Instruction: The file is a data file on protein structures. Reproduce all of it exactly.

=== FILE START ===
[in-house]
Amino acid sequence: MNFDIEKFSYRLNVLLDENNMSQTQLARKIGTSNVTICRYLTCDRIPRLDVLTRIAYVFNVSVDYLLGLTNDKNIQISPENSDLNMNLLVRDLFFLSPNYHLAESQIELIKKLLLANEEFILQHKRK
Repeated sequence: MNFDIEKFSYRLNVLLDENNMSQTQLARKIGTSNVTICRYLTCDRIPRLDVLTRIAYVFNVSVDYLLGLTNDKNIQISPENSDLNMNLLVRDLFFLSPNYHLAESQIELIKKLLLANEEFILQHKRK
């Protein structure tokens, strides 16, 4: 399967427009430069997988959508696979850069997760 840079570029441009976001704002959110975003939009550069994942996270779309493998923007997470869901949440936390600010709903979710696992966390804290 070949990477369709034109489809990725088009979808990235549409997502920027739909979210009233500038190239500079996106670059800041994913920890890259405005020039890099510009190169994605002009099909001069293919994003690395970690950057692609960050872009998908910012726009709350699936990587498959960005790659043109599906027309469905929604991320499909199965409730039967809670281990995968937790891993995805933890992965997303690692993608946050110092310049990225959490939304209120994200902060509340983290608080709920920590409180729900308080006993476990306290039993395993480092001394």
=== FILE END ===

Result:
[in-house]
Amino acid sequence: MNFDIEKFSYRLNVLLDENNMSQTQLARKIGTSNVTICRYLTCDRIPRLDVLTRIAYVFNVSVDYLLGLTNDKNIQISPENSDLNMNLLVRDLFFLSPNYHLAESQIELIKKLLLANEEFILQHKRK
Repeated sequence: MNFDIEKFSYRLNVLLDENNMSQTQLARKIGTSNVTICRYLTCDRIPRLDVLTRIAYVFNVSVDYLLGLTNDKNIQISPENSDLNMNLLVRDLFFLSPNYHLAESQIELIKKLLLANEEFILQHKRK
């Protein structure tokens, strides 16, 4: 399967427009430069997988959508696979850069997760 840079570029441009976001704002959110975003939009550069994942996270779309493998923007997470869901949440936390600010709903979710696992966390804290 070949990477369709034109489809990725088009979808990235549409997502920027739909979210009233500038190239500079996106670059800041994913920890890259405005020039890099510009190169994605002009099909001069293919994003690395970690950057692609960050872009998908910012726009709350699936990587498959960005790659043109599906027309469905929604991320499909199965409730039967809670281990995968937790891993995805933890992965997303690692993608946050110092310049990225959490939304209120994200902060509340983290608080709920920590409180729900308080006993476990306290039993395993480092001394």